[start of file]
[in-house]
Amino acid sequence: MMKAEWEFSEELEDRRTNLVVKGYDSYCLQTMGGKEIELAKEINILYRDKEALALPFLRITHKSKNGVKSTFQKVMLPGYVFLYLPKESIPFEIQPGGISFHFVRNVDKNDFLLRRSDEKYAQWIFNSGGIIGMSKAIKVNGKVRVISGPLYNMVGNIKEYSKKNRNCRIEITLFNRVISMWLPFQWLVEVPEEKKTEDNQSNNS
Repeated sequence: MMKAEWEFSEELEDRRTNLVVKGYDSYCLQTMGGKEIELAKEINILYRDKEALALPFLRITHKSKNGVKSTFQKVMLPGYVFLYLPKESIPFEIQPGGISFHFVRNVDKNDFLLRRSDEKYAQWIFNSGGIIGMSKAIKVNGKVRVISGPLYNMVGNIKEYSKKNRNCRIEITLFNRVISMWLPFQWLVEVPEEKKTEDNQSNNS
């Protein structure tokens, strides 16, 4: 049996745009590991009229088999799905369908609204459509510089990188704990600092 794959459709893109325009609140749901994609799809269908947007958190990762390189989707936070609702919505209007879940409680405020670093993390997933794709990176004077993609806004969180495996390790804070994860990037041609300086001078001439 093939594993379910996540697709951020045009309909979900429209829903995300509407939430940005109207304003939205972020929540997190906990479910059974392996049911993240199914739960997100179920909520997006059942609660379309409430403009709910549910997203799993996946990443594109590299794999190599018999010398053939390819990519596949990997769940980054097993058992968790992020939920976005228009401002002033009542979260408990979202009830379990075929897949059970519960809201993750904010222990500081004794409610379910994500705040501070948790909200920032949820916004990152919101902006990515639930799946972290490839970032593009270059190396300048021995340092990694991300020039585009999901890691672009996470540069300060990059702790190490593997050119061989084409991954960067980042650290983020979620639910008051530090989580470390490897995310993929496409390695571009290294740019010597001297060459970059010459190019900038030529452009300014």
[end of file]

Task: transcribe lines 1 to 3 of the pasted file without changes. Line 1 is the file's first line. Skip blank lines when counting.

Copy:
[in-house]
Amino acid sequence: MMKAEWEFSEELEDRRTNLVVKGYDSYCLQTMGGKEIELAKEINILYRDKEALALPFLRITHKSKNGVKSTFQKVMLPGYVFLYLPKESIPFEIQPGGISFHFVRNVDKNDFLLRRSDEKYAQWIFNSGGIIGMSKAIKVNGKVRVISGPLYNMVGNIKEYSKKNRNCRIEITLFNRVISMWLPFQWLVEVPEEKKTEDNQSNNS
Repeated sequence: MMKAEWEFSEELEDRRTNLVVKGYDSYCLQTMGGKEIELAKEINILYRDKEALALPFLRITHKSKNGVKSTFQKVMLPGYVFLYLPKESIPFEIQPGGISFHFVRNVDKNDFLLRRSDEKYAQWIFNSGGIIGMSKAIKVNGKVRVISGPLYNMVGNIKEYSKKNRNCRIEITLFNRVISMWLPFQWLVEVPEEKKTEDNQSNNS